This Is Church: A Defense of Baby Showers (And Wedding Showers While We're At It)

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This last Sunday I attended a baby shower. It’s probably my tenth or twelfth shower in the last year. Sometimes, I have a shower two out of every four Sundays for months in a row.

We have a young church. We shower every marriage and every baby. Every. Baby.

Can I be real with you? Before I became the preacher’s wife at Round Rock Church of Christ I had a certain, shall we say, “light disdain” for showers. I saw them as frilly parties, superficial and unimportant.

Did I just say that out loud?

For some reason I’d decided teaching and serving the poor were the important jobs in the kingdom and throwing parties was, well, need we even act like they compare?

I think I disliked showers for another reason, too. I saw them as traditional “women’s work,” and I ran away as fast as I could.

Here’s what I’ve learned though in the last few years of faithful shower attendance: Showers ARE church.

You know how the first century Christians would share their stuff, how they’d sell a field to make sure their friends had food, how they’d liquidate belongings to ensure a brother had a bed?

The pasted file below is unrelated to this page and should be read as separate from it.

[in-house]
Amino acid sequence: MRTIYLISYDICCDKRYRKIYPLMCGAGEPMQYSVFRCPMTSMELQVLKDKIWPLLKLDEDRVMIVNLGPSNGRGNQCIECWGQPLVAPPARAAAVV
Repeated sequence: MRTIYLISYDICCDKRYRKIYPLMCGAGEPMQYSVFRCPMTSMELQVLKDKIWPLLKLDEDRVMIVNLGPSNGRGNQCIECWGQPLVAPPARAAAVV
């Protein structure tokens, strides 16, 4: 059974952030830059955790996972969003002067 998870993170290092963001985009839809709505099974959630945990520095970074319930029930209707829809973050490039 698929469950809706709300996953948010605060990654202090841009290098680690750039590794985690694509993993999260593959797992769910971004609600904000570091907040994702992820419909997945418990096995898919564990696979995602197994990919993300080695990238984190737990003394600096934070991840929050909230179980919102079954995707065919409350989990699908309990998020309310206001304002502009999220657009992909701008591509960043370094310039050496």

That’s what happens at showers. Showers are an opportunity for one person to benefit from the wealth of every person.

I’ve watched young women sit beside a mountain of presents speechless, unsure of what to say, how to thank the people around her, people who have provided in some cases, every single thing she’ll need to care for her baby or stock her new kitchen.

When I had my daughter London I received so many outfits I didn’t have to buy a thing.

With my daughter Eve a gift card shower ensured we wouldn’t pay for groceries or diapers for two months.

On Sunday my friend Joy, eight months round, opened a pair of pajamas and said, “Now he has something to sleep in.”

I thought of her little baby boy lying in a crib wrapped in the love of God’s people, his family.

Showers aren’t just about stuff (although the stuff matters); they’re about community, support, and love. I see that in the shower circle, the way women gather around the new mother or bride, eyes fixed on her.

A lot of people don’t go to showers. They see them in the church bulletin, they think “That’s nice” and go on their merry way. I totally understand. But let me encourage you to not do that.

Go to the shower. Bring a generous gift. Write something kind in the card. Help your brothers and sisters, because the ones starting out on a new adventure are often the ones most in need of encouragement, belonging, hope, love, and yes, stuff.

There it is: my defense of showers. Who thought I’d ever write that? ;)